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Almond Meal/Flour, the quintessential "paleo" and low carb baking ingredient, is a fabulous ingredient whether you're watching carbs or not. We started offering almond meal quite a while ago thinking it was just another neat, yet obscure, ingredient. Little did we know it would catch on like wildfire and become one of our top sellers. We recently expanded our nut flour lineup to include a Natural Almond Meal for those that want to use a whole food ingredient.
What Is Almond Meal?
Almond meal is sweet almonds that are ground into a “flour-like” consistency. As such, almond meal and almond flour are often times used to mean the same, but may differ in how fine the grind is. We offer two types of almond meal: natural almond meal and blanched almond meal. Because we came out with blanched first, it's really just known as almond meal around here, but if you look carefully at the packaging, it will say blanched.
What Is Blanched Almond Meal vs. Natural Almond Meal?
Blanched almond meal is simply almonds with the skins removed and ground into a coarse flour (meal). Our natural almond meal is made from whole almonds with the skins intact. There is only a slight difference between the two in their nutritional make-up (natural has slightly more vitamin E) and they perform identically in baking. The only real difference is in how they look. The natural is speckled with bits of almond fiber (skin), while the blanched is a creamy tan.
What Is the Difference Between Almond Meal vs Almond Flour?
Almond meal and almond flour are terms that are often used interchangeably. The main difference between almond meal vs almond flour can be how fine the grind is, with almond flour being finer and almond meal being slightly coarser. In some cases, almond meal is made out of the whole raw almonds, while almond flour is made from peeled almonds. At Bob’s Red Mill, we interchange the terms, calling ours both a meal and a flour.
Why do some manufacturers call their almond flour a "flour" and some a "meal" and Bob's Red Mill calls it both? A quick milling lesson: flour is the finest grind you can get. Meal is the next finest grind--coarser than flour, finer than grits. Almond flour is inherently coarser than conventional wheat flour. It has to be. If you grind almonds too finely, you know what you get? Almond butter. Some manufacturers get it super fine and pass it off as flour, while others err on the side of a coarser product, calling it a meal. Ours is on the fine end of the spectrum, but it's still coarser than wheat flour, so we call it a meal. When we first brought this product to market, we were concerned (and rightly so) that folks wouldn't know what to do with it. Adding the term flour tells the consumer that you use this product in baking.
Are Almond Meal and Almond Flour the Same Thing?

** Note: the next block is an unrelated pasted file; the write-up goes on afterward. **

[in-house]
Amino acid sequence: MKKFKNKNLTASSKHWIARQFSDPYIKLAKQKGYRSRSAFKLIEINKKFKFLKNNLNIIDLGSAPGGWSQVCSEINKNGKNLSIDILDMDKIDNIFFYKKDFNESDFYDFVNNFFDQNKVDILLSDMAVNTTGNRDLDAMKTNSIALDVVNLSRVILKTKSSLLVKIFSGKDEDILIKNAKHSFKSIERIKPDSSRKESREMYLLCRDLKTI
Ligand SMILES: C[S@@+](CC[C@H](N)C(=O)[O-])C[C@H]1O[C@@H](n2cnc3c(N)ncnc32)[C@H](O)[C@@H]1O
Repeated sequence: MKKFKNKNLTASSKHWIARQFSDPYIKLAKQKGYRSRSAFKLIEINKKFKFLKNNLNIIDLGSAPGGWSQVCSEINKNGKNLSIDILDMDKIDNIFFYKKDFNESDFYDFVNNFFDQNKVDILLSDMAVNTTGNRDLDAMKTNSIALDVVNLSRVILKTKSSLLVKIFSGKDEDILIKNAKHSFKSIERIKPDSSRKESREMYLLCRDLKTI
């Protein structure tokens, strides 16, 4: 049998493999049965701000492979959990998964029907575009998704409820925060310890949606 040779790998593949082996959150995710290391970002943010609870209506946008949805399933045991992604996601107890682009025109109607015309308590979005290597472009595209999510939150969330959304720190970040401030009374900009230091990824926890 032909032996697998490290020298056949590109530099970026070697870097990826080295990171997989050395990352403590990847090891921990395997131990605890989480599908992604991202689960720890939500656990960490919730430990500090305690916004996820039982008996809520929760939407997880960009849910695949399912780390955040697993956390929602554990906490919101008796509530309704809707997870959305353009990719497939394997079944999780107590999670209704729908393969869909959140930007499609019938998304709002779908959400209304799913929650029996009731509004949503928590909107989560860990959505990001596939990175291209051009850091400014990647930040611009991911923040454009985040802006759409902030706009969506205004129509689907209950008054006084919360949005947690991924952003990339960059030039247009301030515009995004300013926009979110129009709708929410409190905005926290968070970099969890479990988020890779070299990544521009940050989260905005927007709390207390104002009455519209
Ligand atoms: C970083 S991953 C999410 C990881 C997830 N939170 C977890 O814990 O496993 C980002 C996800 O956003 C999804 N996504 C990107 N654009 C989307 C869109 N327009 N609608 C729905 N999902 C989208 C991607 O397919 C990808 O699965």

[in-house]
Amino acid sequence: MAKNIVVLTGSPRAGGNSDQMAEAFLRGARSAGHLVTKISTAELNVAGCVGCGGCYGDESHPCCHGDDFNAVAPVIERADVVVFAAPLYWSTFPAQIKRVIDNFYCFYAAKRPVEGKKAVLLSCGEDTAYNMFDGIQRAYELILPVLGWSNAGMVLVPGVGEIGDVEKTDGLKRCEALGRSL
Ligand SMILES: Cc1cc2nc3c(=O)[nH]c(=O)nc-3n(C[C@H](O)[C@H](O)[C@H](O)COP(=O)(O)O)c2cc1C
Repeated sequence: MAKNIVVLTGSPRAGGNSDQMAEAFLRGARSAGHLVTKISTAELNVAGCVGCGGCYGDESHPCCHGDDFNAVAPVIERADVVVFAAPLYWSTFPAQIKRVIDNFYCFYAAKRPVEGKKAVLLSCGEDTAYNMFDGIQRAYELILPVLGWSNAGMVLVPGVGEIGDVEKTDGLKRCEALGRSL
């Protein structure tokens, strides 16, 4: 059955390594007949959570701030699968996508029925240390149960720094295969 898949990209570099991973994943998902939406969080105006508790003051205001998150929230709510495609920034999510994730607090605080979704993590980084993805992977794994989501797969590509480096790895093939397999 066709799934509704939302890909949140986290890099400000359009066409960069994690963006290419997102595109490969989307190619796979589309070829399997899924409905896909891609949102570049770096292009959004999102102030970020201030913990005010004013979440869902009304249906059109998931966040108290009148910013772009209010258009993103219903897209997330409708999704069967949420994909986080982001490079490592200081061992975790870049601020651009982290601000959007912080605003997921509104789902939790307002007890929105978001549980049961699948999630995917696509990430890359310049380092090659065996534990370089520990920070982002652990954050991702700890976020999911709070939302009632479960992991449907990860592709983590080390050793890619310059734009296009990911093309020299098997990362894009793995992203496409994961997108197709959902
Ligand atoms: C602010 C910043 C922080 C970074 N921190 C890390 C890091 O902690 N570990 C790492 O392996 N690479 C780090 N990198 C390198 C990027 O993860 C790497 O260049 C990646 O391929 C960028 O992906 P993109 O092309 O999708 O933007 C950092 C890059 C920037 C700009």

In short, yes, almond meal and almond flour are used interchangeably to mean the same thing. Almond meal might be a little more coarse while almond flour might be a little more fine.
Can You Substitute Almond Meal for Almond Flour?
The reality is that almond meal and almond flour are interchangeable terms, the only difference being the grind. The thinner the grind, and the closer it is to conventional wheat flour, the better it will be for baked goods. The more coarse it is, the better it is for breading or cooking if you need a flour substitute. It really comes down to a personal preference on the grind. Almond flour is a great gluten free flour to use in baked goods and is often used in many gluten free recipes.
Why Would You Use Almond Flour or Almond Meal?
As with Hazelnut Meal, there are many reasons one might use almond meal or almond flour, but they break down into a few broad groups.
- You are a baker looking for a decadent addition to your baked goods. Baked goods might taste better with a finer almond meal/flour.
- You are gluten free and looking for a way to boost the nutritional content of your baked goods.
- You are following a low carbohydrate diet or some variety, be it for weight loss or diabetes management. Lower in carbs than wheat flour or all-purpose flour, almond flour is lower is also packed with fiber and healthy fats.
How Do You Use Almond Flour or Almond Meal?
Almond meal can be used like any other nut flour, but those who might not be familiar with using nut flours in their daily lives would be wise to consider these points. Almond meal does not contain gluten and is light on starches, so it should be used in conjunction with other flours. Our suggestion is to replace no more than 25% of the flour in your recipe with almond meal. This will bring a richness and nutty texture to your baked goods. If you are looking to create baked goods with a low carbohydrate load, it can be used on its own or in conjunction with other flours that will help give it structure. As with coconut flour, we highly recommend using a recipe that is designed for almond meal to get started.
It also makes a fantastic coating for proteins like chicken and fish and a great addition to smoothies. When you find a recipe that asks you to grind up almonds, use our flour instead. It’s the same thing, only we do all the work for you and you don’t have to wash your food processor.
Almond Meal Recipes to Try
There are no shortage of almond meal recipes available online, but here are a few great starter recipes. Find even more, here.
- Almond Meal Bread
- Almond Meal Chocolate Chip Cookies
- Almond Blondies (pictured above)
- Almond Cranberry Chocolate Chip Bread
- Classic French Macarons